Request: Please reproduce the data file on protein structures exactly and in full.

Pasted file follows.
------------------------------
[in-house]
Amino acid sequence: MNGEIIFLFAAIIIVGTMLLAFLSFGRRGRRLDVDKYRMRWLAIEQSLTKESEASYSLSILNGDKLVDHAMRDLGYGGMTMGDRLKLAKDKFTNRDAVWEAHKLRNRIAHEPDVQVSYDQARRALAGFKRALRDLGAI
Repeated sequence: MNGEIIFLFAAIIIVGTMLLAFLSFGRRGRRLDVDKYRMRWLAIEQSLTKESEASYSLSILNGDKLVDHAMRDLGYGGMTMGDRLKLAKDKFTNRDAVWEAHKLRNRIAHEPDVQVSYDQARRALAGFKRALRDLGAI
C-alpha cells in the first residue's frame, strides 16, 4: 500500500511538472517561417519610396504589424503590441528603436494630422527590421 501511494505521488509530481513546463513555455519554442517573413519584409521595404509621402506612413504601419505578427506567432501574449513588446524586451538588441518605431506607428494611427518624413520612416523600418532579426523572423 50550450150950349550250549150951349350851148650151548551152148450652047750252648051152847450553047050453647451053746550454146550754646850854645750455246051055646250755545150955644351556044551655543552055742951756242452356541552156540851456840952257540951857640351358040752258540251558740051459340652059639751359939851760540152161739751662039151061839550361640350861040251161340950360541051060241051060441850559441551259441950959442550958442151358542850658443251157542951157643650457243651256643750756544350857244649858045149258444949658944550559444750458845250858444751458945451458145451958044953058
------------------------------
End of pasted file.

[in-house]
Amino acid sequence: MNGEIIFLFAAIIIVGTMLLAFLSFGRRGRRLDVDKYRMRWLAIEQSLTKESEASYSLSILNGDKLVDHAMRDLGYGGMTMGDRLKLAKDKFTNRDAVWEAHKLRNRIAHEPDVQVSYDQARRALAGFKRALRDLGAI
Repeated sequence: MNGEIIFLFAAIIIVGTMLLAFLSFGRRGRRLDVDKYRMRWLAIEQSLTKESEASYSLSILNGDKLVDHAMRDLGYGGMTMGDRLKLAKDKFTNRDAVWEAHKLRNRIAHEPDVQVSYDQARRALAGFKRALRDLGAI
C-alpha cells in the first residue's frame, strides 16, 4: 500500500511538472517561417519610396504589424503590441528603436494630422527590421 501511494505521488509530481513546463513555455519554442517573413519584409521595404509621402506612413504601419505578427506567432501574449513588446524586451538588441518605431506607428494611427518624413520612416523600418532579426523572423 50550450150950349550250549150951349350851148650151548551152148450652047750252648051152847450553047050453647451053746550454146550754646850854645750455246051055646250755545150955644351556044551655543552055742951756242452356541552156540851456840952257540951857640351358040752258540251558740051459340652059639751359939851760540152161739751662039151061839550361640350861040251161340950360541051060241051060441850559441551259441950959442550958442151358542850658443251157542951157643650457243651256643750756544350857244649858045149258444949658944550559444750458845250858444751458945451458145451958044953058